About Aquapak Polymers

More information Hydropol™, Aquapak's polymer

What is a polymer?

A polymer is a large molecule, made from connecting many small molecules called monomers. Polymers are very common and can be naturally occurring, like starch, cellulose, rubber and protein – or can be man-made, like plastic and some fibres.

What does Aquapak make?

Aquapak makes polymers which disappear safely, are non-toxic, marine-safe and soluble in warm or hot water. They allow users to maintain the primary functionality of their products whilst designing-in end-of-life.

In what form is Aquapak’s polymer, Hydropol supplied?

Aquapak’s product, Hydropol™ comes in a pelletised form at all hydrolysis levels, including high hydrolysis to maximise application potential. They are available as standard plastic pellets so stability and storage is not an issue.

What has Hydropol™ been tested against?

A full list of our testing is available in our white paper. Examples of some of the more pertinent tests and standards are listed below:
1. Determination of biobased content: CEN/TS 16137; ASTM D6866
2. Composability: EN 14995; EN13432; ASTM D6400; ISO 17088; AS4736; ISO18606; ASTM D6868
3. Anaerobic Digestion: ISO 15985; ASTM D5511
4. Soil: ISO 17556
5. Freshwater: ISO 13975; EN14987
6. Landfill: ASTM D 5526
7. Aerobic wastewater & sewage sludge: EN14851; EN14852
8. Anaerobic wastewater: EN14853
9. Marine: ASTM D6691; OK Marine; ISO 18830 (floating); ISO 19679 (sediment)
10. Recycling: ISO 15270 Guidelines for the recovery and recycling of plastics waste
11. Plastic waste: EN15347

What makes Aquapak’s polymer soluble?

Hydropol™ is made from a range of different PVOH blends, formulated using Aquapak’s proprietary process. , which can be designed to be soluble in water at controllable temperatures.
The temperature at which Hydropol™ dissolves in water can be varied by the type of PVOH used, the thickness and surface area of the product, the temperature, agitation and the amount of water present.
Hot water soluble grades, are more robust at cold temperatures, but dissolve rapidly at temperatures above 70℃. The water solubility is an important feature for the end of life as it causes the product to soften and break-down in the environment. This can increase the speed at which the material will biodegrade into mineralised biomass, CO2 and water.
Warm water soluble grades will break-down rapidly at temperatures above 40℃.

Why is solubility important?

The water solubility is an important feature for the end of life, as it causes the product to soften and break-down in the environment over time into mineralised biomass, CO2 and water.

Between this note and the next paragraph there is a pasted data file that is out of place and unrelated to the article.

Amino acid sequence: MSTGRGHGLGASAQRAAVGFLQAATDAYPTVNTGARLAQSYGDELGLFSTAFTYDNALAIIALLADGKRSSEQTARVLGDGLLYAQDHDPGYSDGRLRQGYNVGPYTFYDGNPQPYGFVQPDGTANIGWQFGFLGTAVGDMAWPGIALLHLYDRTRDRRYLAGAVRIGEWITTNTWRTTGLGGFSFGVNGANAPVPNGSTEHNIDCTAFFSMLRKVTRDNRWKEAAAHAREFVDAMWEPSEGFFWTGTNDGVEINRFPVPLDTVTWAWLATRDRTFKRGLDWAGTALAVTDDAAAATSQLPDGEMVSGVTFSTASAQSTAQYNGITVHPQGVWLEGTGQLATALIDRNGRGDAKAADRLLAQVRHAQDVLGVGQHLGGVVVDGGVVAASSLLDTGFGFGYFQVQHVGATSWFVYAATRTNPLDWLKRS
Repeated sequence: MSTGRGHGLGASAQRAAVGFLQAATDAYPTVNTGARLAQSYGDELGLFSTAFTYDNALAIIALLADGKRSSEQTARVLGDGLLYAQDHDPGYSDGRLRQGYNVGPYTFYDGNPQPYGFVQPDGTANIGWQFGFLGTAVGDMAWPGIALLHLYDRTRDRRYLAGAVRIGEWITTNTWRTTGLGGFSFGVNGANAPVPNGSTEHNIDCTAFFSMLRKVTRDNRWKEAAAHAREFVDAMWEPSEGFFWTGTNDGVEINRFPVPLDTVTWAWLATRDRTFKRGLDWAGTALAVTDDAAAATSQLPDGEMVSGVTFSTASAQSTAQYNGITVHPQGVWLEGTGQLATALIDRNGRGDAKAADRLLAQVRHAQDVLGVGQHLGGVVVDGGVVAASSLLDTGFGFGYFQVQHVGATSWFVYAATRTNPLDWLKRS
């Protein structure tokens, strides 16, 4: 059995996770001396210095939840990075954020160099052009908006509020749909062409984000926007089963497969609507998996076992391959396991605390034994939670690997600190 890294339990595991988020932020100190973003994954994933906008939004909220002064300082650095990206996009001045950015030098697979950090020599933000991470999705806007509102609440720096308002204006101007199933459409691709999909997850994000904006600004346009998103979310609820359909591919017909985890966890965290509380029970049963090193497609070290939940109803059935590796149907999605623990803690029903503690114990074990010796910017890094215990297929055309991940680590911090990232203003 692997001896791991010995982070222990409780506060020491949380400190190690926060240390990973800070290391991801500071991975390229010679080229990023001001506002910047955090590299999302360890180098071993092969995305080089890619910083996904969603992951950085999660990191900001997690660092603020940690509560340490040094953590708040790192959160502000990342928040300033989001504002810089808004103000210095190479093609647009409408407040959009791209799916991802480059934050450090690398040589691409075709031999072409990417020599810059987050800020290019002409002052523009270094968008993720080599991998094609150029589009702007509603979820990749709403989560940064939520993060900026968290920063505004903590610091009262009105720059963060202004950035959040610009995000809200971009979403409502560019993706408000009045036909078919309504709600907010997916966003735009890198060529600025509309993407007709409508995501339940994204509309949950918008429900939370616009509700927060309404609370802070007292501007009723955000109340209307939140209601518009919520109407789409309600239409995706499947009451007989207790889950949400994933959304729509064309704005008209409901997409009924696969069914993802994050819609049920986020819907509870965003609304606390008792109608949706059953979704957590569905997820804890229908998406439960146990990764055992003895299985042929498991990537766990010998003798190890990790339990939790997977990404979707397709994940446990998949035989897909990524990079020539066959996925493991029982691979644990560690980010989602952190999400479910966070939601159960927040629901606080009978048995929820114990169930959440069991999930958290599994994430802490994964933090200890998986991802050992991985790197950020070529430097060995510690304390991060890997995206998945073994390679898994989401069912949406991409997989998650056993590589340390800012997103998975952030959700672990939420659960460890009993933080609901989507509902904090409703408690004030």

Warm water soluble grades will break-down rapidly at temperatures above 40℃. These features of Hydropol™ make it a very useful material in its own right for certain applications, but would need to be combined with another more impervious material, if more resistance to water is required.
Watch this video to see a bag made from Hydropol™ hold cold water but then dissolve rapidly in very hot water.

What is a hydrophilic polymer?

Aquapak polymers are hydrophilic. A hydrophilic polymer is attracted to water and in the right conditions (temperature, agitation etc.) will be dissolved in water. This property is important in enhancing biodegradation and other properties such as compatibility with other materials such as cellulose.
Aquapak polymer is designed to replace traditional hydrophobic polymer from which nearly all other plastics are made – and are certainly the most used. Hydrophobic (water-hating) materials not only take hundreds-thousands of years to break down, but often produce toxic breakdown products as they do.

What is Aquapak’s Hydropol™ made from?

Aquapak polymer, including Hydropol™ is made from PVOH. Aquapak has, after 10 years of R&D, perfected a method of thermally processing PVOH allowing the production of pellets, which is the standard form for secondary processing in the plastics industry. Aquapak’s global patent is a combination of process know-how and chemistry.
Aquapak’s materials, being based on PVOH a hydrophilic and water-soluble polymer, are inherently biodegradable, that is, given the right balance of environment and microbial presence it will biodegrade to carbon dioxide, water and mineralised natural biomass.

So what is PVOH (Polyvinyl Alcohol)?

Polyvinyl alcohol (PVOH) is a water-soluble polymer, sold in both fully and partially hydrolyzed forms. Its technical properties vary depending on molecular weight (degree of polymerization) and fraction of acetate groups that are removed (degree of hydrolysis).

How do pathogens behave differently on Hydropol compared to common plastics?

We commissioned a test comparing a sample of Hydropol 30164P and polyethylene film. Samples of each film were inoculated with E.Coli and S.Aureus before being placed in a sterile container. The results showed that after 24hrs the inoculum counts on the Hydropol films were essentially the same as at the start of the test. On polyethylene film however, the average count had approximately doubled after 24hrs. This evidence indicates that the dwell time of pathogens on common plastics is much greater on hydrophobic surfaces in comparison to hydrophilic (water-loving) surfaces like Hydropol.

Want to know more?

Speak to our team